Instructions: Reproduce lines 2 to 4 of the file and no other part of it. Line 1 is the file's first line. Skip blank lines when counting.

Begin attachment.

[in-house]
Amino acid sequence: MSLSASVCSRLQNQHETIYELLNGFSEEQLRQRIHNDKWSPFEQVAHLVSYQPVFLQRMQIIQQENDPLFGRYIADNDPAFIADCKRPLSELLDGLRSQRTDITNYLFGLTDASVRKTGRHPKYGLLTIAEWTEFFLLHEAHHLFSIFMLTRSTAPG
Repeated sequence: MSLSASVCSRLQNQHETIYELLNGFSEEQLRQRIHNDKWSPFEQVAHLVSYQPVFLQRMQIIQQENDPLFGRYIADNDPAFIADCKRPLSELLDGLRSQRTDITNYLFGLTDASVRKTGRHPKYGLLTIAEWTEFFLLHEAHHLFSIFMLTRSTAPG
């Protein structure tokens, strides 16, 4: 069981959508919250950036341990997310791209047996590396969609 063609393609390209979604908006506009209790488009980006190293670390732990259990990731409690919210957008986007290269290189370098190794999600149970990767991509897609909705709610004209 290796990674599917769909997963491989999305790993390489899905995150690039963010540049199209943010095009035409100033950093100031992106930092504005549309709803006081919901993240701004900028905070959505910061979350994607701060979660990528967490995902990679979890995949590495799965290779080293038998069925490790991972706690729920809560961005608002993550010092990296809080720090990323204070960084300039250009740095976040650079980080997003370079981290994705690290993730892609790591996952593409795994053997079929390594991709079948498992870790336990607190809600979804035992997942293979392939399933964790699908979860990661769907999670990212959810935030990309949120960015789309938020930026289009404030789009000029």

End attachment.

Amino acid sequence: MSLSASVCSRLQNQHETIYELLNGFSEEQLRQRIHNDKWSPFEQVAHLVSYQPVFLQRMQIIQQENDPLFGRYIADNDPAFIADCKRPLSELLDGLRSQRTDITNYLFGLTDASVRKTGRHPKYGLLTIAEWTEFFLLHEAHHLFSIFMLTRSTAPG
Repeated sequence: MSLSASVCSRLQNQHETIYELLNGFSEEQLRQRIHNDKWSPFEQVAHLVSYQPVFLQRMQIIQQENDPLFGRYIADNDPAFIADCKRPLSELLDGLRSQRTDITNYLFGLTDASVRKTGRHPKYGLLTIAEWTEFFLLHEAHHLFSIFMLTRSTAPG
């Protein structure tokens, strides 16, 4: 069981959508919250950036341990997310791209047996590396969609 063609393609390209979604908006506009209790488009980006190293670390732990259990990731409690919210957008986007290269290189370098190794999600149970990767991509897609909705709610004209 290796990674599917769909997963491989999305790993390489899905995150690039963010540049199209943010095009035409100033950093100031992106930092504005549309709803006081919901993240701004900028905070959505910061979350994607701060979660990528967490995902990679979890995949590495799965290779080293038998069925490790991972706690729920809560961005608002993550010092990296809080720090990323204070960084300039250009740095976040650079980080997003370079981290994705690290993730892609790591996952593409795994053997079929390594991709079948498992870790336990607190809600979804035992997942293979392939399933964790699908979860990661769907999670990212959810935030990309949120960015789309938020930026289009404030789009000029």